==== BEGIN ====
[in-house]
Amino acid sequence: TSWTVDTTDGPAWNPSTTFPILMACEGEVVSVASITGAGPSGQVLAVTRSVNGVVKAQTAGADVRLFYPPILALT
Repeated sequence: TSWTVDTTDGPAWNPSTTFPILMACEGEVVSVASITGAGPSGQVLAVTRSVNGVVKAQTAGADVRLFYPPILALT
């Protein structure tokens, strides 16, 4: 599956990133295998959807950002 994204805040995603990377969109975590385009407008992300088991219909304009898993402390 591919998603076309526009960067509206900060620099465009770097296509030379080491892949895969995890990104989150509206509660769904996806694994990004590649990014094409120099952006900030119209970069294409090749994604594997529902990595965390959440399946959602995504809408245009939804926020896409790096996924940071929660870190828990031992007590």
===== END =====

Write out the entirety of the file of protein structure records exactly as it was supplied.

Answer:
[in-house]
Amino acid sequence: TSWTVDTTDGPAWNPSTTFPILMACEGEVVSVASITGAGPSGQVLAVTRSVNGVVKAQTAGADVRLFYPPILALT
Repeated sequence: TSWTVDTTDGPAWNPSTTFPILMACEGEVVSVASITGAGPSGQVLAVTRSVNGVVKAQTAGADVRLFYPPILALT
């Protein structure tokens, strides 16, 4: 599956990133295998959807950002 994204805040995603990377969109975590385009407008992300088991219909304009898993402390 591919998603076309526009960067509206900060620099465009770097296509030379080491892949895969995890990104989150509206509660769904996806694994990004590649990014094409120099952006900030119209970069294409090749994604594997529902990595965390959440399946959602995504809408245009939804926020896409790096996924940071929660870190828990031992007590």